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A Good Lesson for Endurance Athletes

Written on November 8, 2007 at 11:25 am, by Eric Cressey

I’ve spoken on many occasions about how you need to get fit to run, not run to get fit. This is applicable not only to staying healthy as an endurance athlete, but also to performing at a high level. You don’t have to look any further than the results of this past weekend’s U.S. Olympic Trials in the marathon.

For those that missed it, Ryan Hall not only broke the Olympic Trials record with a 2:09:02 finish, but also bested his nearest competitor by over two minutes. This adds to a celebrated list of accomplishments for the former Stanford standout; this list includes the American marathon debut record and American record in the half-marathon (59:43).

The most impressive part?

Hall started as a miler – and didn’t even do his first marathon until April of 2007. Everything else was 1500m, 1,600m, 4,000m, and 5,000m – nothing that involved running for more than an hour.

So, the next time you’re told that the secret to “breaking” into the running world is to simply up your mileage, think of Ryan Hall…running fast.

One Response to “A Good Lesson for Endurance Athletes”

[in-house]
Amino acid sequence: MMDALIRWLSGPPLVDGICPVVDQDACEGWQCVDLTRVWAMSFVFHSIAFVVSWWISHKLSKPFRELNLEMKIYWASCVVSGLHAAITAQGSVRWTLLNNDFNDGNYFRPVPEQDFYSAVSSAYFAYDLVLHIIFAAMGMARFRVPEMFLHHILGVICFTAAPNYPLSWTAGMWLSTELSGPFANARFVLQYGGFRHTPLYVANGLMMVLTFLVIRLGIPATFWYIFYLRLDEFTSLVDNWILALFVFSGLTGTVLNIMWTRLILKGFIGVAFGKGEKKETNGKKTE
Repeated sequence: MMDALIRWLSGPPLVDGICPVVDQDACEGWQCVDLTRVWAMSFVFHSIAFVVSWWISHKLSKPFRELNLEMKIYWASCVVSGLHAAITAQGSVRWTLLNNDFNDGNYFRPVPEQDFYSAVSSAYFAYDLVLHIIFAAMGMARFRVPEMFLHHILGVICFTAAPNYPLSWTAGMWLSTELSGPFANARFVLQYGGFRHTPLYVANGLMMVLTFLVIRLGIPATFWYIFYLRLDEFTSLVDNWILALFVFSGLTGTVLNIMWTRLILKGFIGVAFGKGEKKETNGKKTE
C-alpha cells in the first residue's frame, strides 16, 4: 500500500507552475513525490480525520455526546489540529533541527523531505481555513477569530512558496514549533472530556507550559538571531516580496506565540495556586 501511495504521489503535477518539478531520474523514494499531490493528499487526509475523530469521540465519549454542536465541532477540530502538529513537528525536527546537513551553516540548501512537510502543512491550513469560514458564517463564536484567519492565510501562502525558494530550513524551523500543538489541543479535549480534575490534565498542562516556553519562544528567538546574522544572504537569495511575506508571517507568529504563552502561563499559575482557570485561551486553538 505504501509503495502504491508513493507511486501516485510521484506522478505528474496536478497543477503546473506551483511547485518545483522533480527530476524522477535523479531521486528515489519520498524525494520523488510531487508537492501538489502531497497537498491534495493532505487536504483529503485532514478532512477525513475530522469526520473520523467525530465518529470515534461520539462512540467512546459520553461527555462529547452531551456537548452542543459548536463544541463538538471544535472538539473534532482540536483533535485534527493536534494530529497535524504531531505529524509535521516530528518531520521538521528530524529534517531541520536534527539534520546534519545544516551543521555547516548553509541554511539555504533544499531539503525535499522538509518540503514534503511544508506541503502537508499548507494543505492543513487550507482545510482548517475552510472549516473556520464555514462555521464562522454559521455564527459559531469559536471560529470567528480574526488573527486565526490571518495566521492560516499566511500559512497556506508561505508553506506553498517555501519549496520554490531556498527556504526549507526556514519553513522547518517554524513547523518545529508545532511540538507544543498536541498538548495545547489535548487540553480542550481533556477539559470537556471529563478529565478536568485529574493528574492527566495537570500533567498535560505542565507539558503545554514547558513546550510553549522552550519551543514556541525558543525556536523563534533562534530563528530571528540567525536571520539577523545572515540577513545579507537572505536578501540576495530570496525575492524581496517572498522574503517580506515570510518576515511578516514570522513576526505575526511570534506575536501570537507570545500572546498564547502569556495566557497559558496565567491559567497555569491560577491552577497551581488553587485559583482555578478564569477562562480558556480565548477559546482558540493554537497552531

1. Ken Says:

    Ryan Hall was running 80-100 mile weeks in high school and university. He was and is over 100 miles a week for his marathon training. He did quite high mileage when he was a middle distance runner. The best distance runners in the world do high mileage (90-140/week), sure there is a small percentage (very small) that run less mileage. Arthur Lydiard developed this many years ago and to this day mileage is the backbone of any elite distance runner. Obviously your average hobby jogger should not be pounding 100 mile weeks ever in their life but they need to keep increasing their weekly/yearly volume to stimulate improvement. I am a big believer in strength training for the distance runner for all abilities, your website and books/dvd’s are a wealth of knowledge in that area. For the distance runner volume (easy runs, threshold, race pace and speed) is the primary work and strength training although necessary is secondary. I do believe that strength training will help the distance runner get to their optimal level but do not believe in reducing weekly volume of running and adding strength work is the way to go. Increasing weekly running volume gradually over time and added strength work is the key. Training is about adding not taking away.

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